To a healthy young man, erectile dysfunction (ED) may seem unthinkable. You can probably remember times (think back to high school) when you wished it wasn't so easy to get an erection.
But as you age -- and especially when you have diabetes -- you may notice some changes. Maybe it takes more coaxing to get erect than it used to. Sometimes it may take more direct stimulation of the penis, whereas merely a daydream or the suggestion of sex was once enough. Or perhaps your erections aren't quite as...
European scientists caused a stir in 2008 when they published results of a
study -- believed to be the only one of its kind -- purporting to show that
infrequent sex can lead to erectile dysfunction.
But many urologists remain skeptical.
The study, published in the July 2008 issue of the American Journal of
Medicine, tracked 989 men in their 50s, 60s, and 70s for five years. It
showed that men who reported having sexual intercourse less than once a week
were twice as likely to develop ED. The less frequent the sex, the greater the
risk for ED.
“The result indicated that regular sexual activity preserves potency in a
similar fashion as physical exercise maintains functional
capacity,” the scientists concluded.
The study didn’t address the question of whether masturbation helps preserve
male sexual function. But it probably does help, says Juha Koskimaki, MD, PhD,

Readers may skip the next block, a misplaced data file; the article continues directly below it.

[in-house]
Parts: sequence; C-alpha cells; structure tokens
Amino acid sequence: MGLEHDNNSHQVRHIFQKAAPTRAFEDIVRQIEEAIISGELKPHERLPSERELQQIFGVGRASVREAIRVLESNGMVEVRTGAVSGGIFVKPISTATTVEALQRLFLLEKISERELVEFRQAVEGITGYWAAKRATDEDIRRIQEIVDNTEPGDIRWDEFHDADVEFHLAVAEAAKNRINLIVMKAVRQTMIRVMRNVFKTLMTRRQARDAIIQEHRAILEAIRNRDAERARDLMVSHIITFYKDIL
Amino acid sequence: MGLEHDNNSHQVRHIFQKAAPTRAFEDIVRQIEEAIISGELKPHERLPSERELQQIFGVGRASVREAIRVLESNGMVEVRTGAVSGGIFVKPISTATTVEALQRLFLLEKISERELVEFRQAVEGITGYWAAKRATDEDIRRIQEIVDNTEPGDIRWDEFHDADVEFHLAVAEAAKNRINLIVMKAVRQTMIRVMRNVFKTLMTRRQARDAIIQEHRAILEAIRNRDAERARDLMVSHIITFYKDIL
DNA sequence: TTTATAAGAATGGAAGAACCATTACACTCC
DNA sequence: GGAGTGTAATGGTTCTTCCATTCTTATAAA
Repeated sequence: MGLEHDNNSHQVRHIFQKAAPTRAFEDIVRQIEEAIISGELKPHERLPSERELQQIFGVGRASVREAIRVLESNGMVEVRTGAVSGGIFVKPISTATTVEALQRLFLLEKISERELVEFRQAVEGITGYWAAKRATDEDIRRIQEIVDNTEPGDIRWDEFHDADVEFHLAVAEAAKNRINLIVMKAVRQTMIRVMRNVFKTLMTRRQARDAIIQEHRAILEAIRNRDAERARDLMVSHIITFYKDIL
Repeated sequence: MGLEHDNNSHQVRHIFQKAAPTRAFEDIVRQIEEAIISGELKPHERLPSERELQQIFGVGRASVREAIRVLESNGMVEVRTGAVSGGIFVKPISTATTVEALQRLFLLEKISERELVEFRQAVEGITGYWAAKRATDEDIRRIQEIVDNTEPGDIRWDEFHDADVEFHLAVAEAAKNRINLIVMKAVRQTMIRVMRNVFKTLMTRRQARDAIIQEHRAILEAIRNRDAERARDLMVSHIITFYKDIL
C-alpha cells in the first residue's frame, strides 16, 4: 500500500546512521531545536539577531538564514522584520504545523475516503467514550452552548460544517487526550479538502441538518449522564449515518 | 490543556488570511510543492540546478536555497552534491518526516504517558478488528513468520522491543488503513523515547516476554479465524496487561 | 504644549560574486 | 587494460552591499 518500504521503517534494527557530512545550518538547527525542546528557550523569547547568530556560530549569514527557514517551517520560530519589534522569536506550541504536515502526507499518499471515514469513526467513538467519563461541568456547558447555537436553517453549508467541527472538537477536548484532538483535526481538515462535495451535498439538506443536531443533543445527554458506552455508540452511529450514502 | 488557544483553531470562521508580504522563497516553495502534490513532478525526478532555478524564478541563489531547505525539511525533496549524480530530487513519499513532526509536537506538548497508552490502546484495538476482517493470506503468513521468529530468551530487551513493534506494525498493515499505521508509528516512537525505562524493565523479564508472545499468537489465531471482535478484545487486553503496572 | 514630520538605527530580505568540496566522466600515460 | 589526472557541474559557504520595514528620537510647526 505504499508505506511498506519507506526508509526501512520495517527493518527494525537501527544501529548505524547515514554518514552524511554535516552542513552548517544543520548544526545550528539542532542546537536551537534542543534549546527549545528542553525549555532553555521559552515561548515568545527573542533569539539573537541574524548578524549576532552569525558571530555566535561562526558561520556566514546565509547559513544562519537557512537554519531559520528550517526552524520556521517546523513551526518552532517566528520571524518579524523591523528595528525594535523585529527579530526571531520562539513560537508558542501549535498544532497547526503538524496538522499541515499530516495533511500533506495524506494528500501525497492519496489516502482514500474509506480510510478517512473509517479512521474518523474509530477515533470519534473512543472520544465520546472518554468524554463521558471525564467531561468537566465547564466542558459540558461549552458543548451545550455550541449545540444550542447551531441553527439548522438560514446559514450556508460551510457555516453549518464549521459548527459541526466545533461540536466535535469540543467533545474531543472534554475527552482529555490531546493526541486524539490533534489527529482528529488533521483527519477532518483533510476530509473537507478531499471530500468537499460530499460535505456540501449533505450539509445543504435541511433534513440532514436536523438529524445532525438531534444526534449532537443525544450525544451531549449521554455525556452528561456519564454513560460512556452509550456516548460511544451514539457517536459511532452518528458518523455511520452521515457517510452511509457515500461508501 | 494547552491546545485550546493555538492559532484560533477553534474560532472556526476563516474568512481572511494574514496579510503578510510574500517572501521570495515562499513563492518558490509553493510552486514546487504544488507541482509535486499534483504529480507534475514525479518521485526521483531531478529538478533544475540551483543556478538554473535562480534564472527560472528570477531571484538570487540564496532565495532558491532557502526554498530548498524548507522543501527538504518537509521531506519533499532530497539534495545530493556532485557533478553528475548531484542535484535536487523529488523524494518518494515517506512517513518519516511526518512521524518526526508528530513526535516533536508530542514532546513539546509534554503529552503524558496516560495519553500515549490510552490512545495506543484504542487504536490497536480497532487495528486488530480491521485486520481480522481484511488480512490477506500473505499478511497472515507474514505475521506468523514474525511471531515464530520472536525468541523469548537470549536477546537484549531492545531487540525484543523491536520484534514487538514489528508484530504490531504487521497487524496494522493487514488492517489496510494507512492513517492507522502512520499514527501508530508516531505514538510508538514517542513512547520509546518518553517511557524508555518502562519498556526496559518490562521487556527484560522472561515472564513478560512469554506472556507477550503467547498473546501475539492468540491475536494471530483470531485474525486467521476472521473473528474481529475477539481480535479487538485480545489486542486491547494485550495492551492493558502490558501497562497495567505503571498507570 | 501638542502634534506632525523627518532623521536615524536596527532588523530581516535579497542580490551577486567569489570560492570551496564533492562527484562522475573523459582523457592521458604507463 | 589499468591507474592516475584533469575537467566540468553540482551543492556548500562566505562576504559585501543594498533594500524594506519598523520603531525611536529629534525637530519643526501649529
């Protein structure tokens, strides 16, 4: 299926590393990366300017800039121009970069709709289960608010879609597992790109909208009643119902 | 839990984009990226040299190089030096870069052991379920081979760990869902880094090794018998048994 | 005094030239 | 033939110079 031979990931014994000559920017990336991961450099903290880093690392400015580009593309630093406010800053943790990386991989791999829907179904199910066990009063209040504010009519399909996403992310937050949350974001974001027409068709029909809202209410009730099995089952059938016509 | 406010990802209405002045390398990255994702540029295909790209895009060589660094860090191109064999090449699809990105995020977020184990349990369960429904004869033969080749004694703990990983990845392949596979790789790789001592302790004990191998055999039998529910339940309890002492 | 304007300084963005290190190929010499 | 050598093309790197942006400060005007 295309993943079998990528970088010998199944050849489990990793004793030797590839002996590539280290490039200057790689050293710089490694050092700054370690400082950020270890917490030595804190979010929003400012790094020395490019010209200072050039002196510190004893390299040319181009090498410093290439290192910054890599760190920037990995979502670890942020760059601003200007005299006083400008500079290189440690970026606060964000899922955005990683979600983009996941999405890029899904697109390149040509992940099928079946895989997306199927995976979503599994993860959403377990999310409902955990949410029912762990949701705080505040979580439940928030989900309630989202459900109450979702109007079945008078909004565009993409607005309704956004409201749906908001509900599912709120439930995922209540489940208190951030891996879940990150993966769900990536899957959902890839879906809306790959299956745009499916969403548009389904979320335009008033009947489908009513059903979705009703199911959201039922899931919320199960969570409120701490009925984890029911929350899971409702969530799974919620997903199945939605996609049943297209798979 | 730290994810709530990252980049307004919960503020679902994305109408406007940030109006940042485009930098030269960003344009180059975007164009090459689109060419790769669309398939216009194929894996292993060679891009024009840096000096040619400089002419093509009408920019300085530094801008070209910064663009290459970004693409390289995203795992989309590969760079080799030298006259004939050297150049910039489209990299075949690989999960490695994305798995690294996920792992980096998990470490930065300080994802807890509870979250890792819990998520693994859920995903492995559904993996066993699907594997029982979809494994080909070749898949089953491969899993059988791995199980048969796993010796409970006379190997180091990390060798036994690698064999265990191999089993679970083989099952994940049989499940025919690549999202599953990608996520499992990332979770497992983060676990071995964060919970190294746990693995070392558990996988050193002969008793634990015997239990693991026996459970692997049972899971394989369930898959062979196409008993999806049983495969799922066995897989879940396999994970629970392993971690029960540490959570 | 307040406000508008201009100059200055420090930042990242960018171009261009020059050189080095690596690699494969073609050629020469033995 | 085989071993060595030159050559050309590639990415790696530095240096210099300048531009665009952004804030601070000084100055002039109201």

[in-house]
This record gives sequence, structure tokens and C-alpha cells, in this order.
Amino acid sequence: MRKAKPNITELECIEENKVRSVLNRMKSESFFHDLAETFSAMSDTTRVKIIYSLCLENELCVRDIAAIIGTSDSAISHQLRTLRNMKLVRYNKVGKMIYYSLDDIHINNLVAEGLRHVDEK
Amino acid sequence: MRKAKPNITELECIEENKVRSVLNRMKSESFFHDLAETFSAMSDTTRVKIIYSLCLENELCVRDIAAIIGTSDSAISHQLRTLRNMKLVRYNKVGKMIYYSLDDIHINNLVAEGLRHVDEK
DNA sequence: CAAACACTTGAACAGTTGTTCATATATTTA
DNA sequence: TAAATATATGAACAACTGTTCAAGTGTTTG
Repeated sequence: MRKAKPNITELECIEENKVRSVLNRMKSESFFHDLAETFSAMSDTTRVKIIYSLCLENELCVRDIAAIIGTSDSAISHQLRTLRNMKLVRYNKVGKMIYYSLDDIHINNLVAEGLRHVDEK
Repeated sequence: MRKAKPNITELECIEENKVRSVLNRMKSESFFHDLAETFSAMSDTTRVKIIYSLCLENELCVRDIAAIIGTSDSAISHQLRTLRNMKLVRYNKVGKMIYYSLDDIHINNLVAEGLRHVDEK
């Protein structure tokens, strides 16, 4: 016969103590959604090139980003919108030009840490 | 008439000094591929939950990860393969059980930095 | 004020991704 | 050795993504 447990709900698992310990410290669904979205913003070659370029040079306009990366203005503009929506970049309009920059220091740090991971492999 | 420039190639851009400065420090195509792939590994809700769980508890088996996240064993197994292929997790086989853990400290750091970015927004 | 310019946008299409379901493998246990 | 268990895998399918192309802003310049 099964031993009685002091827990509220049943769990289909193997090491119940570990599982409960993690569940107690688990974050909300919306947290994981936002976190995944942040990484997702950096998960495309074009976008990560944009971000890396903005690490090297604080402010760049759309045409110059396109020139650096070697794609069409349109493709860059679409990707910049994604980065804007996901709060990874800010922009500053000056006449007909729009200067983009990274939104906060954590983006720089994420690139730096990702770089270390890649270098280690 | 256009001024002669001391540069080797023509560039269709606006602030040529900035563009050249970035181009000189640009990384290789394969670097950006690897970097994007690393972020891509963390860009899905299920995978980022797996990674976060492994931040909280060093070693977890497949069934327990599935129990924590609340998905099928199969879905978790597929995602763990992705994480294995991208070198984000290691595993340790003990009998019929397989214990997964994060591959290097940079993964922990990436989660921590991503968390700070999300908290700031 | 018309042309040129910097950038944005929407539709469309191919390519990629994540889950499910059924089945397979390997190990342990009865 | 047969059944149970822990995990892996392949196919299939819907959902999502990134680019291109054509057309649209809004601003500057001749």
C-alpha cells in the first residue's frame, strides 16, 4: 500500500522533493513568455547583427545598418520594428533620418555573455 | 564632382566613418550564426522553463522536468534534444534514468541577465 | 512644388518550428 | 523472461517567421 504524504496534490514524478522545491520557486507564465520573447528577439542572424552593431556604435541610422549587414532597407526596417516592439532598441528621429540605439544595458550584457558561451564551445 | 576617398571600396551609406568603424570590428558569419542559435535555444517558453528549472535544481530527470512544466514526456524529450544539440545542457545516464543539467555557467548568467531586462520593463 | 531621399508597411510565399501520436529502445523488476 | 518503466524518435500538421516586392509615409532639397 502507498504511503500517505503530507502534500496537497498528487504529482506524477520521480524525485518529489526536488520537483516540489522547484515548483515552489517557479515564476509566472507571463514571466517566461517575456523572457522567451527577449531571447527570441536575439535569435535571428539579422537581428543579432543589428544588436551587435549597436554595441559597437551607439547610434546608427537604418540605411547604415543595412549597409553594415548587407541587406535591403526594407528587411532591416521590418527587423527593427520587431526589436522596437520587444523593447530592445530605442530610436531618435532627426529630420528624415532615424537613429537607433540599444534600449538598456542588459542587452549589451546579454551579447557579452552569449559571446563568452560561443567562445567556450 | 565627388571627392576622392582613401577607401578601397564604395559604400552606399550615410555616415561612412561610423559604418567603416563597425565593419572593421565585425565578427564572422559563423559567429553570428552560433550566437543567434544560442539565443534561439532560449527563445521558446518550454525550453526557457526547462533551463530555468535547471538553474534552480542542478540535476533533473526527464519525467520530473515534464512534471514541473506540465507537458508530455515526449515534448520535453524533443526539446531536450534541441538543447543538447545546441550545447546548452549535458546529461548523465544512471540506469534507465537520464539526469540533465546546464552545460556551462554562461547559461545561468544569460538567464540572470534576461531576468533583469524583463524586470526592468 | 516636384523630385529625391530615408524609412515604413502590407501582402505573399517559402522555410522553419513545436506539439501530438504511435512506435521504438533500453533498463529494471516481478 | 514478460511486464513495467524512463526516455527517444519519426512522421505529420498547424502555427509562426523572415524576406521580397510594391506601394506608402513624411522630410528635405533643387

a urologist at Tampere University Hospital in Tampere, Finland, and one of the
authors of the study.
Both forms of sexual activity seem to protect nerve fibers and blood vessels
responsible for erectile function and prevent scarring of the chambers inside
the penis that fill with blood to
form an erection, Koskimaki says.
Not So Fast
Other urologists tell WebMD that that while infrequent sex is clearly
associated with ED, it’s unclear that it causes ED. And it’s premature to
conclude that frequent sex or masturbation can help men stave off ED, they
“Having sex is good, masturbating is good, but the concept that men have to
go out and have sex to preserve erectile function is bogus,” says Irwin
Goldstein, MD, director of sexual medicine at Alvarado Hospital in San
Ira D. Sharlip, MD, clinical professor of urology at the University of
California at San Francisco School of Medicine and a spokesman for the American
Urological Association, says that infrequent sex is more likely to be a
consequence of ED than a cause.
Among men in the study, those who reported frequent sex might simply have
had “good genes” that protected them from ED, whereas the men who developed ED
might have had sex less frequently simply because they were having erection
trouble, Sharlip tells WebMD in an email.
Erections to the Rescue
Erections seem to be the key, whether or not they're accompanied by sex.
Anecdotal reports and expert opinion in sexual medicine indicate that having
erections -- with or without sex -- helps preserve male sexual function. And of
course, there's no downside to having sex; it certainly won't hurt a man's
chances of avoiding ED.
And with few exceptions, every man has several spontaneous erections each
night while sleeping. So even in the absence of sexual activity, most men have
a measure of built-in protection against erectile dysfunction, just by having
erections at night.
The bottom line? Given the many benefits of sexual activity, and the
possibility that the Finns are right about sex helping to prevent ED,
urologists say there’s every reason to stay in the game.